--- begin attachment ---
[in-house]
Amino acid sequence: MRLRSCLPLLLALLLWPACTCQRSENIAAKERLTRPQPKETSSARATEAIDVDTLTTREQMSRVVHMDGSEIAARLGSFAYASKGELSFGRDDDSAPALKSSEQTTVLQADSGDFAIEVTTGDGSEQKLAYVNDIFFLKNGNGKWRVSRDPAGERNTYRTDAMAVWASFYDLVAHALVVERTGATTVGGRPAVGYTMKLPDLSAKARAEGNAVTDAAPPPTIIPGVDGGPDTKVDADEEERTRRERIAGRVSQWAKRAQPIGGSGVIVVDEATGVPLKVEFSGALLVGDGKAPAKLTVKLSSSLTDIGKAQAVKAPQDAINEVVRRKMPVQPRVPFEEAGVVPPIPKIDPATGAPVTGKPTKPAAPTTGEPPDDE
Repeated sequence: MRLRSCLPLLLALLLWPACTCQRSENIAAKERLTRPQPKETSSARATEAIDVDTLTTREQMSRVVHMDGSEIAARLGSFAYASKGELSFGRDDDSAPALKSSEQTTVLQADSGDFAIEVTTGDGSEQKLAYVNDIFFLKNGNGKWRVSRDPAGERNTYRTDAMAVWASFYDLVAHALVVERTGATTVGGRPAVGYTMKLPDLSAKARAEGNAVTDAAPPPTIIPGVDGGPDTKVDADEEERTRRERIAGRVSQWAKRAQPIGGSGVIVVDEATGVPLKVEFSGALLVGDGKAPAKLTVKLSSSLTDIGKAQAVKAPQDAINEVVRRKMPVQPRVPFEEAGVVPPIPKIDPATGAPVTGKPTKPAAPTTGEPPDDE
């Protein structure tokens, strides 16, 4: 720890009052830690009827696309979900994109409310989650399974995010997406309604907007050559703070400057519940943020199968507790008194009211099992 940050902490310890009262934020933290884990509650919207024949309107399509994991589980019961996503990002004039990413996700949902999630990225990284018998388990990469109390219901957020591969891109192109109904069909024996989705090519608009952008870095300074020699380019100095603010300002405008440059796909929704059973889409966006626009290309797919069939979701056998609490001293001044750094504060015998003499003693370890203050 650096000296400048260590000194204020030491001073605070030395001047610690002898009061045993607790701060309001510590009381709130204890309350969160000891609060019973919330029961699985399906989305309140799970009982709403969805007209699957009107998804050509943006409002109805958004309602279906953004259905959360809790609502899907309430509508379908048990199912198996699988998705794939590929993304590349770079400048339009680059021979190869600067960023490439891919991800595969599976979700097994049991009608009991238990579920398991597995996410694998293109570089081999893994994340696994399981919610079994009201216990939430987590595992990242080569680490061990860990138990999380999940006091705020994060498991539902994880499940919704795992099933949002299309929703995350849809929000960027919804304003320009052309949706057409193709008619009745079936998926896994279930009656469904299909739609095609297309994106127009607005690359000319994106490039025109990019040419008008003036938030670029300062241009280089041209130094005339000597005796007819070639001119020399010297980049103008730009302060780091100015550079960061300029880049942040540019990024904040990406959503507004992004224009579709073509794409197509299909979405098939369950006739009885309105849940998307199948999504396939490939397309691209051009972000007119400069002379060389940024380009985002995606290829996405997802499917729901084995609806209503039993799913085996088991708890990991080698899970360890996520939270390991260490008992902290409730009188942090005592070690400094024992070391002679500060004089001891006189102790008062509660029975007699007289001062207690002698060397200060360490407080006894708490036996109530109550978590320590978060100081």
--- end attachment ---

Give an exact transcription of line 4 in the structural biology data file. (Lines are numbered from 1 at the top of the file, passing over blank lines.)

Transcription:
């Protein structure tokens, strides 16, 4: 720890009052830690009827696309979900994109409310989650399974995010997406309604907007050559703070400057519940943020199968507790008194009211099992 940050902490310890009262934020933290884990509650919207024949309107399509994991589980019961996503990002004039990413996700949902999630990225990284018998388990990469109390219901957020591969891109192109109904069909024996989705090519608009952008870095300074020699380019100095603010300002405008440059796909929704059973889409966006626009290309797919069939979701056998609490001293001044750094504060015998003499003693370890203050 650096000296400048260590000194204020030491001073605070030395001047610690002898009061045993607790701060309001510590009381709130204890309350969160000891609060019973919330029961699985399906989305309140799970009982709403969805007209699957009107998804050509943006409002109805958004309602279906953004259905959360809790609502899907309430509508379908048990199912198996699988998705794939590929993304590349770079400048339009680059021979190869600067960023490439891919991800595969599976979700097994049991009608009991238990579920398991597995996410694998293109570089081999893994994340696994399981919610079994009201216990939430987590595992990242080569680490061990860990138990999380999940006091705020994060498991539902994880499940919704795992099933949002299309929703995350849809929000960027919804304003320009052309949706057409193709008619009745079936998926896994279930009656469904299909739609095609297309994106127009607005690359000319994106490039025109990019040419008008003036938030670029300062241009280089041209130094005339000597005796007819070639001119020399010297980049103008730009302060780091100015550079960061300029880049942040540019990024904040990406959503507004992004224009579709073509794409197509299909979405098939369950006739009885309105849940998307199948999504396939490939397309691209051009972000007119400069002379060389940024380009985002995606290829996405997802499917729901084995609806209503039993799913085996088991708890990991080698899970360890996520939270390991260490008992902290409730009188942090005592070690400094024992070391002679500060004089001891006189102790008062509660029975007699007289001062207690002698060397200060360490407080006894708490036996109530109550978590320590978060100081």